You can use a collection of disks on a system, group them together into a volume group and then carve this volume group up into logical volumes of varying sizes, not necessarily the same size as the original disks. You can also use the physical disks, convert to a volume group and from this make a single, logical, volume.
On RHEL systems logical volumes can be managed using the CLI or using system-config-lvm. System -config-lvm isn’t installed by default however so it will need to be added from the repo if you wish to use it. Real men use the command line though as we all know, so let’s press on and ignore the GUI.
Rogical Volume Management Steps
The first step is to convert your disk partitions into Linux LVM partitions. Check your disks using:
This will list your disks. For this example we will assume we have two 250GB disks at /dev/sdd and /dev/sde. Convert the partitions using:
Press ‘l’ to list the partition types available. We need to change to Linux LVM, which is listed as type 8e. Press ‘t’ to change the partition type and enter ‘8e’. Press ‘w’ to write changes. Then do the same thing for /dev/sde.
The second step is to convert the LVM disks into “physical volumes”. We do this using the pvcreate command:
We can view our physical volumes with the pvs command or with more detail using pvdisplay.
The third step is to create logical volumes by combining our physical disks. We do this using vgcreate.
#vgcreate vg_new /dev/sdd /dev/sde
You should get a message saying the volume group has been created. You can view volume groups using vgs or vgdisplay.
You will now need to create a logical volume using lvcreate (notice a pattern here?)
#lvcreate -L 400G -n lv_new vg_new
Essentially, this creates a 400GB logical volume named lv_new on the vg_new volume group.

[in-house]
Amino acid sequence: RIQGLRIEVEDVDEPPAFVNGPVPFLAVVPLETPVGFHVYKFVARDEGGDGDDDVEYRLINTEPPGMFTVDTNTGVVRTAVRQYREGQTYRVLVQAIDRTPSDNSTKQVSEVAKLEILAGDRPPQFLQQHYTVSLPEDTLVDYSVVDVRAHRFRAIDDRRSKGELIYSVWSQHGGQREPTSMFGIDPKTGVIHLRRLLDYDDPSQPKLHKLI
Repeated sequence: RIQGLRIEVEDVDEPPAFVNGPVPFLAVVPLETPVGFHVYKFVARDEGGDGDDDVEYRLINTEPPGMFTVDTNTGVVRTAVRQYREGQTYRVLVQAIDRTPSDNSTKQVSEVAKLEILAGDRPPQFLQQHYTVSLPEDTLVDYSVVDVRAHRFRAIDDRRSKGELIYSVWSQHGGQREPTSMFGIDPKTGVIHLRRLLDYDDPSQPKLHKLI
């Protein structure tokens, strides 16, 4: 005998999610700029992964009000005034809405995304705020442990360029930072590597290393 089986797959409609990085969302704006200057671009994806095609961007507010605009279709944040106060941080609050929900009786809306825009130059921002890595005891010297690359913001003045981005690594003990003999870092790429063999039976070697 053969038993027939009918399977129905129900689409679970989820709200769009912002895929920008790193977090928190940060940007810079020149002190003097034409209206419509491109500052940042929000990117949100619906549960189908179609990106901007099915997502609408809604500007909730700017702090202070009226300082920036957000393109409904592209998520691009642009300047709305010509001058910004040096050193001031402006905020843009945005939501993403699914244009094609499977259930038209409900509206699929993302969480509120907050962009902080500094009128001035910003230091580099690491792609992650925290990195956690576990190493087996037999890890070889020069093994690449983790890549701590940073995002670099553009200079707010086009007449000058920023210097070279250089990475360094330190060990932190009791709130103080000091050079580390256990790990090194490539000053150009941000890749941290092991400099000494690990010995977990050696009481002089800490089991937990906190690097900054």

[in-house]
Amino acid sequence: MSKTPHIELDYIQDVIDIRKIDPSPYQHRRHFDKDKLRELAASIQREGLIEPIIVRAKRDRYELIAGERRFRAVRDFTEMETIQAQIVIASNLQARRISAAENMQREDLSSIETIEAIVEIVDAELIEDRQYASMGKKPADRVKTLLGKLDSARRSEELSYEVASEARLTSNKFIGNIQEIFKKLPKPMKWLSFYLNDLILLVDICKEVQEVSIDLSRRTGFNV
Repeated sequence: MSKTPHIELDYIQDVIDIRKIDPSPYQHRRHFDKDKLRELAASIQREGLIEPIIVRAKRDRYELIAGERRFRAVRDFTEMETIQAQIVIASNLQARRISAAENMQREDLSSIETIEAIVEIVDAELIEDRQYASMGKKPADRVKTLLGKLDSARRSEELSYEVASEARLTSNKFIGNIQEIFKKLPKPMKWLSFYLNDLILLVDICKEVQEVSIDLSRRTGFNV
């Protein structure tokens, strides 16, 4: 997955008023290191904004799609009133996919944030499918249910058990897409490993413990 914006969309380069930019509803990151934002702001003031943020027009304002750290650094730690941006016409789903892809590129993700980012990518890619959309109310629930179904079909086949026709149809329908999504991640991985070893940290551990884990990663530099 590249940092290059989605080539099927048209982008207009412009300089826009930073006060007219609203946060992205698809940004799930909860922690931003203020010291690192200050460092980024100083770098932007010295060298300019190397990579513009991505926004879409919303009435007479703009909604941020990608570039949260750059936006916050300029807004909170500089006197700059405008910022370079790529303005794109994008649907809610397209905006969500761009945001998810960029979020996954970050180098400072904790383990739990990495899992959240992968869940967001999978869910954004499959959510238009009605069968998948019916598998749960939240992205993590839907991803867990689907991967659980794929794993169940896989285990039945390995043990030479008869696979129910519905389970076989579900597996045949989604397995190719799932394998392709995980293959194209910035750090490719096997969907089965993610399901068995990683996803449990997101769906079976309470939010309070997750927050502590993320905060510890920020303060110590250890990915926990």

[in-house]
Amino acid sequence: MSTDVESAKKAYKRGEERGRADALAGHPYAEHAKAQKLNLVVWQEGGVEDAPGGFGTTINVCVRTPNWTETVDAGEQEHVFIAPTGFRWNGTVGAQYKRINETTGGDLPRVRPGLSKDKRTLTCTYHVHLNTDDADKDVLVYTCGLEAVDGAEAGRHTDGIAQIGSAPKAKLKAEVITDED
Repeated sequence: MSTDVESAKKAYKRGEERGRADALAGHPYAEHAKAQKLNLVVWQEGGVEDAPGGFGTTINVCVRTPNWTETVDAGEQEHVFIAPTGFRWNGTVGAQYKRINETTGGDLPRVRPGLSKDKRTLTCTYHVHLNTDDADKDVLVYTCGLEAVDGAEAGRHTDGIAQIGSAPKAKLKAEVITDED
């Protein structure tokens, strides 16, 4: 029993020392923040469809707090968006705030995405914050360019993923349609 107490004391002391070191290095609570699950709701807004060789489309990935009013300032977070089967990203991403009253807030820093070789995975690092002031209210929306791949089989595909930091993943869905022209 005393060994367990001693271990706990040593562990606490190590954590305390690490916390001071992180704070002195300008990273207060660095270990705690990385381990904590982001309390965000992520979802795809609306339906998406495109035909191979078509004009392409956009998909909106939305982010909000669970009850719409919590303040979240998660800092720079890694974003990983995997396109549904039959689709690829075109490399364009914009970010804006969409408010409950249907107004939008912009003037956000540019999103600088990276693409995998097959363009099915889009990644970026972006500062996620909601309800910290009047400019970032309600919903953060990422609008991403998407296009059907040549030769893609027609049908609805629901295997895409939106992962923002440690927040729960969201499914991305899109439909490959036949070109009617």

You can check your logical volumes using lvs or lvdisplay (more patterns!). You get far more information with lvdisplay.
Following this you will need to put a filesystem on the volume. You can do this with:
Following this you will need to create a mount point for you new filesystem.
Add an entry to /etc/fstab to ensure that it is brought up at boot time:
Append something relevent, eg:
/dev/vg_new/lv_new /mnt/new_disk ext4 defaults 0 0
Then mount the new volume:
Test the new volume is operating as required by creating a test volume.
Resizing Logical Volumes
We can resize a logical volume without having to unmount it first using the lvresize command:
#lvresize -L 500G /dev/vg_new/lv_new
Check the logical volume has grown with the lvs command.
To shrink the logical volume, first of all make sure that we have a valid backup of the data because any data that is on the area that is removed will be lost. Assuming we have a backup, we unmount the volume:
Now we run the file system checker on the logical volume:
#fsck -f /dev/vg_new/lv_new
Next we need to shrink the filesystem with the resize2fs command:
#resize2fs /dev/vg_new/lv_new 400G
Once we have done this, we can use lvresize again to shrink the logical volume:
#lvresize -L 400G /dev/vg_new/lv_new
We get a warning at this point indicating the high risk of data loss, so really make sure you have a good backup. Use lvs once again to verify the new size of the logical volume.
Finally, we can remount the logical volume:
#mount -t ext4 /dev/vg_new/lv_new /mnt/new_disk
We can use the df -h command to see the amount of disk space we have in human readable format.